Romney: The two Republican leaders in Congress, John Boehner and Mitch McConnell, endorsed Romney. Both men stayed unsurprisingly neutral while the primary outcome was still in doubt. Expect the endorsement floodgates to open one final time.
Obama: In equally unsurprising news, Obama will roll out the endorsements of the big environmental groups this afternoon. When you think about this, these are clearly very important backers for Obama campaign, as he has passed on some popular programs (like Keystone) to keep the green left happy.
Veepstakes: Consider the door very much open to a VP bid by the Big Fella. Chris Christie said he's "not looking" to be on the ticket, but "would listen if Romney called" him about an opportunity. This contrasts with Marco Rubio, who has repeatedly shot down any VP talk.
2016: One thing I do like about PPP is that they run a lot of fun hypotheticals, and now they've taken a very early look at 2016. For Democrats, Hillary Clinton has overwhelming support if she runs (wait, have I heard that one before?), and Joe Biden leads Andrew Cuomo and assorted others if she doesn't. The GOP field (presuming Romney loses, or isn't running) is closer, with Christie narrowly ahead of Mike Huckabee and Jeb Bush.
Indiana: Dick Lugar gets a badly-needed endorsement from the Chamber of Commerce, which can help him in two ways. First, the CoC is a trusted name among the center-right Republicans that Lugar needs to win renomination, and secondly, they have plenty of money to spend if they're so inclined. It's been a bad stretch for Lugar and it's becoming tougher to see him winning with only 20 days to go.
Missouri: Todd Akin won the quarter on the GOP side, taking in a decent $416K to Sarah Steelman's $179K and John Brunner's $168K. However, the deep-pocketed Brunner also tossed in $1.2M of his own money, so he's well ahead in the cash race.
Nebraska: Jon Bruning looks like a frontrunner in his new ad, speaking directly to the camera about his record as AG. NWOTSOTB, but Nebraska is a pretty cheap state. Less than a month to go until this primary.
Wisconsin: Eric Hovde, the self-funding late entry to the GOP field here, is up on TV with an introductory 60-second spot backed by a huge $450K buy. Wisconsin hasn't elected a self-funding Republican businessman to the Senate in almost 18 months now, so it will be interesting to see how Hovde pans out.
FL-26: Some rare good news for Rep. David Rivera: state prosecutors have completed an 18-month investigation of his finances and will not charge him with any criminal or ethical violations. There's still the matter of an FBI investigation into another shady-looking financial deal, but might Rivera actually be in the clear now? His Democratic opponents are lackluster, and no Republicans are stepping up to challenge him.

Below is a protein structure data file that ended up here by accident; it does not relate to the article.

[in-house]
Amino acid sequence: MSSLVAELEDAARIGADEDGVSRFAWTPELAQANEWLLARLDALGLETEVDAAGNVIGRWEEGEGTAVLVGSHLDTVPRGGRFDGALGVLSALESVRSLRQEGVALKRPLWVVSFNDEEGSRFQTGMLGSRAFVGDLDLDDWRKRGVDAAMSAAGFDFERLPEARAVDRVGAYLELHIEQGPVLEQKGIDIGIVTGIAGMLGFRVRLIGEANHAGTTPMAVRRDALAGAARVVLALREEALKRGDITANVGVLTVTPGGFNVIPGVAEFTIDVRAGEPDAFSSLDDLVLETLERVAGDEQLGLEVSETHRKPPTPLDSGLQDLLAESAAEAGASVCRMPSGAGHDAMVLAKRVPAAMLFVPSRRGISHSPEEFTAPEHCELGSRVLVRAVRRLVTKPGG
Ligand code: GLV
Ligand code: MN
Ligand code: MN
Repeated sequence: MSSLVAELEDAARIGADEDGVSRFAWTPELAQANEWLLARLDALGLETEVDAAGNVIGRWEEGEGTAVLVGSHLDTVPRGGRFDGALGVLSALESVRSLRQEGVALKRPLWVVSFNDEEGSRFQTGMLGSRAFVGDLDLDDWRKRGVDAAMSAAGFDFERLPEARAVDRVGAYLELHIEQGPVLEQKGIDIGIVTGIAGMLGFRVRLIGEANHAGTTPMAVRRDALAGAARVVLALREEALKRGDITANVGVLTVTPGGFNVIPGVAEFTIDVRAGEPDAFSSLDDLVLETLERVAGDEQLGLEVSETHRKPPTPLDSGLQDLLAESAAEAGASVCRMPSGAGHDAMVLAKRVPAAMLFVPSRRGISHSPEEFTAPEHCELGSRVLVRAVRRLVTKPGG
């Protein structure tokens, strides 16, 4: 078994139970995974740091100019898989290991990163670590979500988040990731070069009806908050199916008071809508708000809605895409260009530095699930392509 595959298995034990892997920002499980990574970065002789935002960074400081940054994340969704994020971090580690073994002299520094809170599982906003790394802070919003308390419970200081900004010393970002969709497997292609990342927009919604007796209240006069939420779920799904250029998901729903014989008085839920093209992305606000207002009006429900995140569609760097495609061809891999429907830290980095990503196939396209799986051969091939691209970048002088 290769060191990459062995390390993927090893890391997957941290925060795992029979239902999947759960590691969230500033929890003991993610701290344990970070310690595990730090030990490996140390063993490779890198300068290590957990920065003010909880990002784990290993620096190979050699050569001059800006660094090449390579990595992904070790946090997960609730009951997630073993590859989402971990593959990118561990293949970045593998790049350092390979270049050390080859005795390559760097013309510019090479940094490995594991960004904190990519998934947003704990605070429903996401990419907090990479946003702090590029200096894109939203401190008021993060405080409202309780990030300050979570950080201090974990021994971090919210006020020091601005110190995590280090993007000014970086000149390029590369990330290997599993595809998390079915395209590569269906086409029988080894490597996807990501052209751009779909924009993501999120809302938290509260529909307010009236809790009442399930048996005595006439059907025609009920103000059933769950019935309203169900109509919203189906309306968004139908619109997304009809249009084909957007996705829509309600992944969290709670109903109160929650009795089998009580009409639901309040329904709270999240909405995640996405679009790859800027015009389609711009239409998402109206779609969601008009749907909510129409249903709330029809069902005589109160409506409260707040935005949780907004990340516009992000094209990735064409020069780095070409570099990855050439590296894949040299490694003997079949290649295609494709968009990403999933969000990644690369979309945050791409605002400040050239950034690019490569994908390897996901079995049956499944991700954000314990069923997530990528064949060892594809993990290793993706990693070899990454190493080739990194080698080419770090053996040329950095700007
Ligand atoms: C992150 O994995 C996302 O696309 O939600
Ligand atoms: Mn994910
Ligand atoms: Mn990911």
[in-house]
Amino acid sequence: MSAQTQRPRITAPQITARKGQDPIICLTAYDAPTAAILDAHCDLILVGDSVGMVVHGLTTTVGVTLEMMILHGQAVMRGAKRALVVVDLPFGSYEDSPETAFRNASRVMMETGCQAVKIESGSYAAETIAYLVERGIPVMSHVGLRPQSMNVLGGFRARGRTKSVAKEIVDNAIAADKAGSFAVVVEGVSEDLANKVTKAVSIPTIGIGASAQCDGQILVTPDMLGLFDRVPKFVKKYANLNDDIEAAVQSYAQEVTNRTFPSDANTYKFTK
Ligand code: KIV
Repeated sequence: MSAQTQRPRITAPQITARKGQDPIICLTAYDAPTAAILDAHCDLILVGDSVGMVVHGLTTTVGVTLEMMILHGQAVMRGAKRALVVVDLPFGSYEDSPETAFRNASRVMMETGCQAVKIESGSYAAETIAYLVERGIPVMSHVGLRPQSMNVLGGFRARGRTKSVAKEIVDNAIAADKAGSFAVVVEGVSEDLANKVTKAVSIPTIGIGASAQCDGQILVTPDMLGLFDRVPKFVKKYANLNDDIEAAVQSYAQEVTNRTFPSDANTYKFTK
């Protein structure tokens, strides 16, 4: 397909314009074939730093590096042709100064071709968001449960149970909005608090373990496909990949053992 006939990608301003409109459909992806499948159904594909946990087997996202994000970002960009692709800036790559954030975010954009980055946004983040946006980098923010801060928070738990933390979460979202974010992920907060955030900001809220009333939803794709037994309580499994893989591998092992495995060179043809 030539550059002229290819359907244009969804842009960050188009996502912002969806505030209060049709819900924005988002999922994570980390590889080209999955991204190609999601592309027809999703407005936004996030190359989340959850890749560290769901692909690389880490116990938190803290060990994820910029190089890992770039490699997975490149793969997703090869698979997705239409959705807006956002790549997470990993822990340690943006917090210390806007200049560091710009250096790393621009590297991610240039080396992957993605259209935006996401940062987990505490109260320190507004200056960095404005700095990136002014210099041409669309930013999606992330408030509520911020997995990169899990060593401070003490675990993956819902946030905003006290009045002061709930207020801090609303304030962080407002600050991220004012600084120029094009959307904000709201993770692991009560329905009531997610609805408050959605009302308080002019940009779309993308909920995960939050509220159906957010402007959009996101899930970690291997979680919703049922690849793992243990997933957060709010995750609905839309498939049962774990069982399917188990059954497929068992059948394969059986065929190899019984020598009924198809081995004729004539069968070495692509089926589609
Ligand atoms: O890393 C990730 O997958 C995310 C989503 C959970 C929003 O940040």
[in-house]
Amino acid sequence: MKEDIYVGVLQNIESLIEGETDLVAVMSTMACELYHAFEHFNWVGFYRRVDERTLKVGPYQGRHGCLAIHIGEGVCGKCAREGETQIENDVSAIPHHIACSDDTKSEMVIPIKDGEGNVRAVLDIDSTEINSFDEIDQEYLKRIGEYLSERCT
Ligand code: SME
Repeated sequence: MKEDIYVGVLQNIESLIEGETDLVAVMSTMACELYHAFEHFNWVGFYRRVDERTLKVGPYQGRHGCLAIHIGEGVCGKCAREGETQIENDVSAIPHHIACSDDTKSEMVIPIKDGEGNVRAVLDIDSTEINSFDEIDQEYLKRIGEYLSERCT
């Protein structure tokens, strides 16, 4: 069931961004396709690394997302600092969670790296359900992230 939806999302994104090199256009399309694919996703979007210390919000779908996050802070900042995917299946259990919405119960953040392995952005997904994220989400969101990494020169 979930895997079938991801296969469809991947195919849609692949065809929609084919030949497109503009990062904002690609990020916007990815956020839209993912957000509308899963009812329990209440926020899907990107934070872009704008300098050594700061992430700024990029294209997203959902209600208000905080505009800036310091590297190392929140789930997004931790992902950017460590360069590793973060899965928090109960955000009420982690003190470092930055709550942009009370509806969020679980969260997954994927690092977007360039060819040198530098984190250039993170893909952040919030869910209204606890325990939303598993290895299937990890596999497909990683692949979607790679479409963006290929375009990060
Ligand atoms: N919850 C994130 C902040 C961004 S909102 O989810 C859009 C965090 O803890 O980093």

MD-06: A John Delaney internal gives him a 48-39 lead over Rep. Roscoe Bartlett, whom redistricting has made one of the half-dozen most vulnerable Republicans in the country.
TX-16: Silvestre Reyes (yeah, he's a Congresssman; I had to look him up too) is facing a strong primary challenge from the awesomely-named Beto O'Rourke, and Bill Clinton is endorsing him because....surprise! Reyes was a Hillary backer in 2008. Bubba has also endorsed Mark Critz and Brad Sherman, both Clinton loyalists facing fellow Members.
WA-01: Suzan DelBene picked up two endorsements this week: from Rep. Rick Larsen, who represents a good portion of the new 1st, and Gov. Chris Gregoire, who narrowly won the district in 2008. DelBene is one of 5 Democrats running here.
DCCC: The Dems are out with the initial blueprint for their fall IEs: $32M over 36 districts, beginning after labor day. Note that these are reservations and not buys, and can be modified or cancelled as races progress. The full list is at the link; I find the North Carolina and Central Florida buys to be particularly interesting.
North Carolina: In this video, Bev Perdue responds to the ongoing sexual abuse scandal in the NCDP and demonstrates the leadership qualities that have served her so well in her term as governor. (As with Perdue's term, things starts to unravel about 45 seconds in.) Perdue pulled things together later on and called for Chairman David Parker to resign.
Utah: The Utah Foundation has a comprehensive poll of delegates to Saturday's state GOP convention, which has lots of goodies for us. Orrin Hatch is flirting with the 60% he needs to avoid a primary, as is RRH enemy Gary Herbert, whose closest challenger is Morgan Philpot. On the House side, Chris Stewart and David Clark lead the rest of the field in the new UT-02 and look like good bets to make the primary ballot. In Matheson's UT-04, Mia Love has a moderate lead over Carl Wimmer and Steve Sandstrom.
Washington: I suppose this is the kind of stuff that happens in a top-two system: Rob McKenna (R) insisted he's "not Scott Walker" and called the Wisconsin governor's impact on the GOP "unfortunate." Yes, McKenna is running in a close race in a tough state, but does he really have to go out of his way to bash one of the most ardently supported governors in his party?
Wisconsin: Democrats and unions have already spent over a million dollars on TV ads for their upcoming gubernatorial primary: $758K for Kathleen Falk and $313K for Tom Barrett. The unions would probably prefer to save their money for Scott Walker, but appear worried that their preferred candidate, Falk, will lose the primary. Meanwhile, Walker and the RGA have reserved $4.4M in air time for May and June.
More Wisconsin: The Dems are also trying one more round of Senate recalls, and PPP/Kos finds Republicans leading in all four (which is good, because we need to hold them all to keep the chamber). The only close race is SD-23, where Van Wanggaard's lead is 48-46.